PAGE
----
Federal Education Funding Tied To Test Participation
Changes to Standardized Testing starts this year for all Utah students. The changes overall are considered positive by the Park City School District Administration even though federal funding may be impacted. Carolyn Murray has this:
Andrew Frink is the Technology and the Assessment Director for the Park City School District. The Sage testing platform adopted in 2013 is going away and will be replaced by RISE which stands for Readiness, Improvement, Success Empowerment. It will be used in grades 3 through 8. Frink says the state has entered a 10 year contract with the company and he thinks the experience will be better for students because the SAGE test wouldn’t allow students to go back and change answers.
“The new test is called multi-stage adaptive where you get half the test. It is two stages. So every student gets the first part of the test. Depending on how you do in that first part, you get a different second part of the test. So within each of those parts, a student can go back before they move on and go back and fix question two…so they can go back and rethink it and once they’re done, they get their second stage and can go on from there.”
Frink says teachers do individual student assessments throughout the year .The standardized test helps teachers identify how students are performing against state standards and Utah Core Curriculum.
Frink says the 9th and 10th grade Aspire test is focused on college and career readiness.
“So it is a very different kind of test. While it is given at the end of the year, it is not an end of course test. So every 9th grader is going to get the same test essentially…every tenth grader gets the same test. It’s very similar to the ACT.”
They don’t use fill in answer sheets and number two pencils any longer thanks to the school district’s one to one technology program. All Park City students have access to their own computer starting in 2nd grade.
“For Rise, they’ll be tested in the three main areas, English Language Arts, Math and Science. A slight difference is that ELA will include writing but only in two years, just in grades five and eight. Those scores will be separated. Prior, they were lumped together. You get a single English Language Arts Score. Now you’ll have a separate English Language Arts and Writing so as we look year to year we can compare those ELA scores even in the years they don’t have Writing. Now for Aspire, that is English, Reading, Math and Science. It’s an end of level test, not an end of course test.”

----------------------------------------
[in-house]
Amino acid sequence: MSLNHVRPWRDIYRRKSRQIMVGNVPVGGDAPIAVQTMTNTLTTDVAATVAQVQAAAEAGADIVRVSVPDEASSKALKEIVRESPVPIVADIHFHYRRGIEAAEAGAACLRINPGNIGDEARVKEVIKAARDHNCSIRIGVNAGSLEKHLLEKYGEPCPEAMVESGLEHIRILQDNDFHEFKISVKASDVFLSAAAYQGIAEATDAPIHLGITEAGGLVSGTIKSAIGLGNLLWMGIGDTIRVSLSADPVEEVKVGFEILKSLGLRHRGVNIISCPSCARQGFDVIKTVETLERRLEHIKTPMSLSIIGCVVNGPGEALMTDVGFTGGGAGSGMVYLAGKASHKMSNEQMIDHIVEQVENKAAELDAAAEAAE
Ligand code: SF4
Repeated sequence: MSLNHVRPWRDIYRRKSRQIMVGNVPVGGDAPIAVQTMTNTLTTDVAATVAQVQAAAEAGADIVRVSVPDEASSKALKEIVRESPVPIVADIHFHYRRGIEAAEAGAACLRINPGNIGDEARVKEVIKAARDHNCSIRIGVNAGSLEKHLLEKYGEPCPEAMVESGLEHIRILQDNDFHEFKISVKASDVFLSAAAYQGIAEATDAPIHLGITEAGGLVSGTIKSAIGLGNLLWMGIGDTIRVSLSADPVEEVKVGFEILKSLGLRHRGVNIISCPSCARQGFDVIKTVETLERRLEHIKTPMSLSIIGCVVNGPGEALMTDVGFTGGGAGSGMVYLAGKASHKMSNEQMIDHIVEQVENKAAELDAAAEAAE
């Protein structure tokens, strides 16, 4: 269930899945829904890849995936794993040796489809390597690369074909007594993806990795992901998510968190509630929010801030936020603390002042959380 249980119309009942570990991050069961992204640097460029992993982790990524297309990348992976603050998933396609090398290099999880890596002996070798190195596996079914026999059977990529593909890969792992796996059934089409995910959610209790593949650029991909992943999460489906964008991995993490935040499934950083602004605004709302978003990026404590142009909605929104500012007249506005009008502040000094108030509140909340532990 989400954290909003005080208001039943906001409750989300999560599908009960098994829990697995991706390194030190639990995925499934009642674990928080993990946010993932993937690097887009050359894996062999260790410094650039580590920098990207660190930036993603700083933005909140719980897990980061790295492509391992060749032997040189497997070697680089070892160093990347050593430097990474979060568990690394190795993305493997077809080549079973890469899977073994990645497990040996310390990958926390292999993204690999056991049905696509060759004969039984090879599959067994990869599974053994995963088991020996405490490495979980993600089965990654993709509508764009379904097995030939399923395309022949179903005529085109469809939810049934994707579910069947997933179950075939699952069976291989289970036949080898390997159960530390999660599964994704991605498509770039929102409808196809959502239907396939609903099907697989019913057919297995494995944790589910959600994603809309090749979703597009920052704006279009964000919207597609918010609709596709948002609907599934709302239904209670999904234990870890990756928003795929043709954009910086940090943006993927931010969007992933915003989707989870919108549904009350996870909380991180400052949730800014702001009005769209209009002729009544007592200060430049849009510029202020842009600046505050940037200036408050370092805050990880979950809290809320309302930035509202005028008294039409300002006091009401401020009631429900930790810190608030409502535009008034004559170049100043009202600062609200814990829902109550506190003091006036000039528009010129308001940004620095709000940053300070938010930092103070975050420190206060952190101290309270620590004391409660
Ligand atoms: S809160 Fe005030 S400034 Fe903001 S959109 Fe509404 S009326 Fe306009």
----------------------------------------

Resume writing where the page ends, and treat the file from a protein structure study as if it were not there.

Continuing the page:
An assessment audit will begin in the fall. Frink says the amount of time students spend taking tests accounts for about 2% of instructional minutes.
“It’s the very first run we are doing to get a feel for what we are doing. Do we have any overlap? Are there any years that we have a gap or the data we need in a spot? Gee, we’ve got three things that tell us this one thing. Maybe there is something we could prune out.”
Some of the tests will be available in the Spanish language which Frink says will address content knowledge of English language Learners.
Utah Code allows students to opt out of testing but federal funding for education is tied to 95 percent proficiency. If a student opts out, it’s counted as a failing score.
26frink7 :39 “..on this..”
“Previously, if those students opted out, those folks were removed from our accountability numbers entirely. Now we have to bump that number up to get the full 95%. Especially for 9th and 10th graders, I really think we have a good case to be made around the Utah Aspire test and how that’s directly useful for those students. And as for the RISE Test, I still strongly believe that having that end of year instructional look back at how we are doing is really critical. You’ll be hearing more from myself and our communications folks starting in the fall as we really work to make a case for folks on this.”
The Utah standardized tests don’t allow for national comparisons even though half the Aspire questions in the 9th and 10th grade tests are ACT based. The other half comes from a Utah question bank. Frink says he’s planning a communication blitz for this fall to help teachers, students and parents learn more about the new testing requirements.